By offering dual frequencies as standard, Galileo will deliver real-time positioning accuracy down to the metre range. It will guarantee availability of the service under all but the most extreme circumstances and will inform users within seconds of any satellite failure, making it suitable for safety-critical applications such as guiding cars, running trains and landing aircraft.
ESA’s first two navigation satellites, GIOVE-A and –B, were launched in 2005 and 2008 respectively, reserving radio frequencies set aside for Galileo by the International Telecommunications Union and testing key Galileo technologies.
Then on 21 October 2011 came the first two of four operational satellites designed to validate the Galileo concept in both space and on Earth. Two more will follow in 2012. Once this In-Orbit Validation (IOV) phase has been completed, additional satellites will be launched to reach Initial Operational Capability (IOC) around mid-decade.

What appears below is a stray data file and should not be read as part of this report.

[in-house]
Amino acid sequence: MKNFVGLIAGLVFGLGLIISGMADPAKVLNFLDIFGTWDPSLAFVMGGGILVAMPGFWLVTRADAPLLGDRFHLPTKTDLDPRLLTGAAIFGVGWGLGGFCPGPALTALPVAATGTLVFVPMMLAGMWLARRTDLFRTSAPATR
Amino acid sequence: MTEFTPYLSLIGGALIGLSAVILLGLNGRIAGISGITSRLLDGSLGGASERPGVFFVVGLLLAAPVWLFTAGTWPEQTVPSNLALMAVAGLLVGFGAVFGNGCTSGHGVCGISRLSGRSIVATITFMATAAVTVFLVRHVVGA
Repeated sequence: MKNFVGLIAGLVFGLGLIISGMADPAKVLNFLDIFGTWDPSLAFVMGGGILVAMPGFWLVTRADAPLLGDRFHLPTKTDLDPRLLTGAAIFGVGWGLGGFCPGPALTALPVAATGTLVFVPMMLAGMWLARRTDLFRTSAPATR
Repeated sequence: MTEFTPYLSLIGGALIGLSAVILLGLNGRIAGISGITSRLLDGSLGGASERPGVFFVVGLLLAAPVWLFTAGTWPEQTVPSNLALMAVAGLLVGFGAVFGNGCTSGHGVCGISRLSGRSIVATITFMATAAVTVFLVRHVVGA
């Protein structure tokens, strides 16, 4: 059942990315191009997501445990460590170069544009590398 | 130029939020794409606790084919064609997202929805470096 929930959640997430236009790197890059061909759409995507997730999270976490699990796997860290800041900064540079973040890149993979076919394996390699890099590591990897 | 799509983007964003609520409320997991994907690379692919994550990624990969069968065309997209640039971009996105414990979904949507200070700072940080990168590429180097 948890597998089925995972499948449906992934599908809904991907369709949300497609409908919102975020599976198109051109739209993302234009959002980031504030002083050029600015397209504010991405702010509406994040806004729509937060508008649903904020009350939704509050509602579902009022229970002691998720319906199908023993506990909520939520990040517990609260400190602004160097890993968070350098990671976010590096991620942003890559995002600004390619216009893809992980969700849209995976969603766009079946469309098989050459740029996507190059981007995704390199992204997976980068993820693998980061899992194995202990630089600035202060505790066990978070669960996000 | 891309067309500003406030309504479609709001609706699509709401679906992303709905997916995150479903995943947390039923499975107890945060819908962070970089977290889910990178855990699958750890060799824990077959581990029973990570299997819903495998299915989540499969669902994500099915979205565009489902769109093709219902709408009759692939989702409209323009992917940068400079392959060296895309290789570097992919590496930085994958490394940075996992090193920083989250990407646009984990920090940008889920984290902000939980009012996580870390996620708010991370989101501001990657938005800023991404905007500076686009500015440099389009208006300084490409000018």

Galileo services will come with quality and integrity guarantees which marks the key difference of this first complete civil positioning system from the military systems that have come before.
A range of services will be extended as the system is built up from IOC to reach the Full Operational Capability (FOC) by this decade’s end.
The fully deployed Galileo system consists of 30 satellites (27 operational + 3 active spares), positioned in three circular Medium Earth Orbit (MEO) planes at 23 222 km altitude above the Earth, and at an inclination of the orbital planes of 56 degrees to the equator.
Maritime transport applications